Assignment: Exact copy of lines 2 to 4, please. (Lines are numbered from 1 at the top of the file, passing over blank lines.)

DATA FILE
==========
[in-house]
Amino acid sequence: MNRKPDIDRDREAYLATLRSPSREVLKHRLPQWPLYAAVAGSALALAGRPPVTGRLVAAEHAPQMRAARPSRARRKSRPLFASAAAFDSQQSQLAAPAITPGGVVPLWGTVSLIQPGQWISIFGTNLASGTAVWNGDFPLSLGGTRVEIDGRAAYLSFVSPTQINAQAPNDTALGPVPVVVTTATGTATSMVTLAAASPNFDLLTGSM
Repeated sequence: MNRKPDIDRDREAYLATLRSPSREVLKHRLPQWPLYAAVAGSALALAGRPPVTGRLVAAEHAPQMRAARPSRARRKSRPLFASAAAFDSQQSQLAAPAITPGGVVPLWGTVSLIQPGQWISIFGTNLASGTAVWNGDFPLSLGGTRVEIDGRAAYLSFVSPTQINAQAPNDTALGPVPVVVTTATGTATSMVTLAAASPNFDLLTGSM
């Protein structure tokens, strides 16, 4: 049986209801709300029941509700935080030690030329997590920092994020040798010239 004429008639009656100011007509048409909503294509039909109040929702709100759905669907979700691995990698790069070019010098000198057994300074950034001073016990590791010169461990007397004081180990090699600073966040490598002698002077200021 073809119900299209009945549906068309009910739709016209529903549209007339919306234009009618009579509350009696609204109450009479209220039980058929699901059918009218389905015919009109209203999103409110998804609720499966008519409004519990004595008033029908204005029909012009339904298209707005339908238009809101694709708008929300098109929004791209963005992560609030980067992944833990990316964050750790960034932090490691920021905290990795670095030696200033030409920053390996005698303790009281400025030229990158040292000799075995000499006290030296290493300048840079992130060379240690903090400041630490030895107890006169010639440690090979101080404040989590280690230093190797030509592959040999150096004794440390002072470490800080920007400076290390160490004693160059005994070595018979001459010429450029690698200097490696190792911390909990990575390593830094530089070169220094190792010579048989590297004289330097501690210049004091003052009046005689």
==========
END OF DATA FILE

Amino acid sequence: MNRKPDIDRDREAYLATLRSPSREVLKHRLPQWPLYAAVAGSALALAGRPPVTGRLVAAEHAPQMRAARPSRARRKSRPLFASAAAFDSQQSQLAAPAITPGGVVPLWGTVSLIQPGQWISIFGTNLASGTAVWNGDFPLSLGGTRVEIDGRAAYLSFVSPTQINAQAPNDTALGPVPVVVTTATGTATSMVTLAAASPNFDLLTGSM
Repeated sequence: MNRKPDIDRDREAYLATLRSPSREVLKHRLPQWPLYAAVAGSALALAGRPPVTGRLVAAEHAPQMRAARPSRARRKSRPLFASAAAFDSQQSQLAAPAITPGGVVPLWGTVSLIQPGQWISIFGTNLASGTAVWNGDFPLSLGGTRVEIDGRAAYLSFVSPTQINAQAPNDTALGPVPVVVTTATGTATSMVTLAAASPNFDLLTGSM
């Protein structure tokens, strides 16, 4: 049986209801709300029941509700935080030690030329997590920092994020040798010239 004429008639009656100011007509048409909503294509039909109040929702709100759905669907979700691995990698790069070019010098000198057994300074950034001073016990590791010169461990007397004081180990090699600073966040490598002698002077200021 073809119900299209009945549906068309009910739709016209529903549209007339919306234009009618009579509350009696609204109450009479209220039980058929699901059918009218389905015919009109209203999103409110998804609720499966008519409004519990004595008033029908204005029909012009339904298209707005339908238009809101694709708008929300098109929004791209963005992560609030980067992944833990990316964050750790960034932090490691920021905290990795670095030696200033030409920053390996005698303790009281400025030229990158040292000799075995000499006290030296290493300048840079992130060379240690903090400041630490030895107890006169010639440690090979101080404040989590280690230093190797030509592959040999150096004794440390002072470490800080920007400076290390160490004693160059005994070595018979001459010429450029690698200097490696190792911390909990990575390593830094530089070169220094190792010579048989590297004289330097501690210049004091003052009046005689």